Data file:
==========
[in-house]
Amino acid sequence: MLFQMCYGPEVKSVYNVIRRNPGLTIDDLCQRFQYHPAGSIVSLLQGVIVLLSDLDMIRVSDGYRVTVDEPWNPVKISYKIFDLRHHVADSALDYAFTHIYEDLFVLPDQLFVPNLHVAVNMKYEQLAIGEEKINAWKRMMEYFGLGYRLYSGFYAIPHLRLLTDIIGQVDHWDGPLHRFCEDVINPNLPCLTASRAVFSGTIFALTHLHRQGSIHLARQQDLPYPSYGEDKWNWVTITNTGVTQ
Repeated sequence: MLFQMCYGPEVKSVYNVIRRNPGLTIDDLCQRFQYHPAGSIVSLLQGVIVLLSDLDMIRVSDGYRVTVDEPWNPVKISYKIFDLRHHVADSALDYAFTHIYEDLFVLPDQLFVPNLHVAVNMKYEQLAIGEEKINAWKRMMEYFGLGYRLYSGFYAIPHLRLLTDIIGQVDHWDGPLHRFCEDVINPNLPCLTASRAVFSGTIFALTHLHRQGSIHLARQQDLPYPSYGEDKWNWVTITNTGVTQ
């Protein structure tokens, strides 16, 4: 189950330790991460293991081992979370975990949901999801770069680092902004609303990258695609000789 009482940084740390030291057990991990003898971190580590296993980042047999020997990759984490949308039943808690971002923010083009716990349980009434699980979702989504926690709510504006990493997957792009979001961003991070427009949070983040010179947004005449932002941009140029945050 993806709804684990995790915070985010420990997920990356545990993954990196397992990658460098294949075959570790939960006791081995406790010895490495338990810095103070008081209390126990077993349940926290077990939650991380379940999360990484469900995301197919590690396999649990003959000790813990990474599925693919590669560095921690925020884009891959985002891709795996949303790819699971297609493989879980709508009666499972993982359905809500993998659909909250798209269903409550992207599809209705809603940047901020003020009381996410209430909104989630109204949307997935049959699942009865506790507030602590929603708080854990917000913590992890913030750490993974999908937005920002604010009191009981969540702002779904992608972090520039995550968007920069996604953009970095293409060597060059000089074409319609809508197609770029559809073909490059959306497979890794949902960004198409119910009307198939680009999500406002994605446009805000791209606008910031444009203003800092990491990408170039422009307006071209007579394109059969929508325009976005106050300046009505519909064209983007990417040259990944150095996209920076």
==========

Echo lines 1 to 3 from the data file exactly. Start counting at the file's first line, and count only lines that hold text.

[in-house]
Amino acid sequence: MLFQMCYGPEVKSVYNVIRRNPGLTIDDLCQRFQYHPAGSIVSLLQGVIVLLSDLDMIRVSDGYRVTVDEPWNPVKISYKIFDLRHHVADSALDYAFTHIYEDLFVLPDQLFVPNLHVAVNMKYEQLAIGEEKINAWKRMMEYFGLGYRLYSGFYAIPHLRLLTDIIGQVDHWDGPLHRFCEDVINPNLPCLTASRAVFSGTIFALTHLHRQGSIHLARQQDLPYPSYGEDKWNWVTITNTGVTQ
Repeated sequence: MLFQMCYGPEVKSVYNVIRRNPGLTIDDLCQRFQYHPAGSIVSLLQGVIVLLSDLDMIRVSDGYRVTVDEPWNPVKISYKIFDLRHHVADSALDYAFTHIYEDLFVLPDQLFVPNLHVAVNMKYEQLAIGEEKINAWKRMMEYFGLGYRLYSGFYAIPHLRLLTDIIGQVDHWDGPLHRFCEDVINPNLPCLTASRAVFSGTIFALTHLHRQGSIHLARQQDLPYPSYGEDKWNWVTITNTGVTQ